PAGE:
It's nice in the sun, the shade's not fun. ~ Neighborhood mail carrier.
It's been pretty chilly in Seattle. I overheard the mail carrier saying that to a neighbor. We all had a good laugh at the unintentional rhyme. I'm glad we haven't given into the awful temptation over the years to get rid of the USPS.
Anyone playing Wordle? I've had a lot of fun with it. My family has a text thread where we share our results. I like that it's a quick activity, limited to one try per day.
Has anyone else been doomscrolling? My bet is that Chuck has very sensibly managed to avoid it. I've been doomscrolling, following the coverage of the events in Ukraine. A combination of things has kept me glued to the screen: the inevitable suffering, flashbacks to my old State Department job, remembering debates about NATO expansion, looking at how the war is covered, etc.
I've been tempted a few times to write some thoughts on the situation, but each time I closed the blog shortly after opening it. The world really doesn't need another person talking about it. I have to mention one thing, though. It's something I've mentioned before here. It seems like people are increasingly only able to hold one thought. I hope that's not actually the case, but instead something limited to the internet.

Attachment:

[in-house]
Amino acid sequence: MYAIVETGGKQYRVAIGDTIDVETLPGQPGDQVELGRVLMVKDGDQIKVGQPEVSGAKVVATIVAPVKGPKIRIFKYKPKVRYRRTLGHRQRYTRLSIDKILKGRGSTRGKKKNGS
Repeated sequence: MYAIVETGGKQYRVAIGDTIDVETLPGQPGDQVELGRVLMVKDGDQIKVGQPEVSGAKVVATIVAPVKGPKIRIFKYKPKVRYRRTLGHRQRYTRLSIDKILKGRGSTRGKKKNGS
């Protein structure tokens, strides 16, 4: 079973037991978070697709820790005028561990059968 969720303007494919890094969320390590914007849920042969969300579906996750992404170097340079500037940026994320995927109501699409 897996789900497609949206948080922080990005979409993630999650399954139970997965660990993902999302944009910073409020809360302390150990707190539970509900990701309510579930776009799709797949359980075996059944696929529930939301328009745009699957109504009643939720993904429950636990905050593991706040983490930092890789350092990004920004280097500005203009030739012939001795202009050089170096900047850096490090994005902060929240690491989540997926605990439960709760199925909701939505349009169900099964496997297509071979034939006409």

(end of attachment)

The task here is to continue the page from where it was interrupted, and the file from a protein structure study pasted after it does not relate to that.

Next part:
Here's the best example I can give. In the online world, if you mention that the eastward expansion of NATO, actual membership or the prospect of membership, was a bad idea, you're going to be labeled as a Russian asset or useful idiot. A friend of mine told me I was repeating Russian talking points, and that NATO was strictly a defensive entity. His perspective seems common, which surprised me. Journalists and politicians are claiming that the NATO issue is made up. That also surprised me.
John Mearsheimer, a professor at the University of Chicago, is one of America's leading international affairs experts. He's been warning about the dangers of NATO expansion since the topic came up. His premise is simple - great powers get nervous when other great powers are near their borders. That's essentially the reason for the Monroe Doctrine. Here's an opinion piece he wrote in 2014. Thomas Friedman had a good article about the same topic the other day. (It's nice to be a NYT hotshot - the article has parts of an old conversation with George Kennan.)
It sometimes feels like we're losing our ability to have complex discussions. I'm hoping it's an online thing mainly, and I'm hoping that most people aren't glued to their screens. I'll stop droning on about it. The most important thing now is that there is an awful war going on in which people will suffer tremendously. Heart-breaking, tragic, and unnecessary.
Sorry for the downer of a post! I need to make some site tweaks. Minor things behind the scenes, under the hood. But I am skilled in breaking things and making things more difficult, so if something seems weird here the next few days, that's the reason.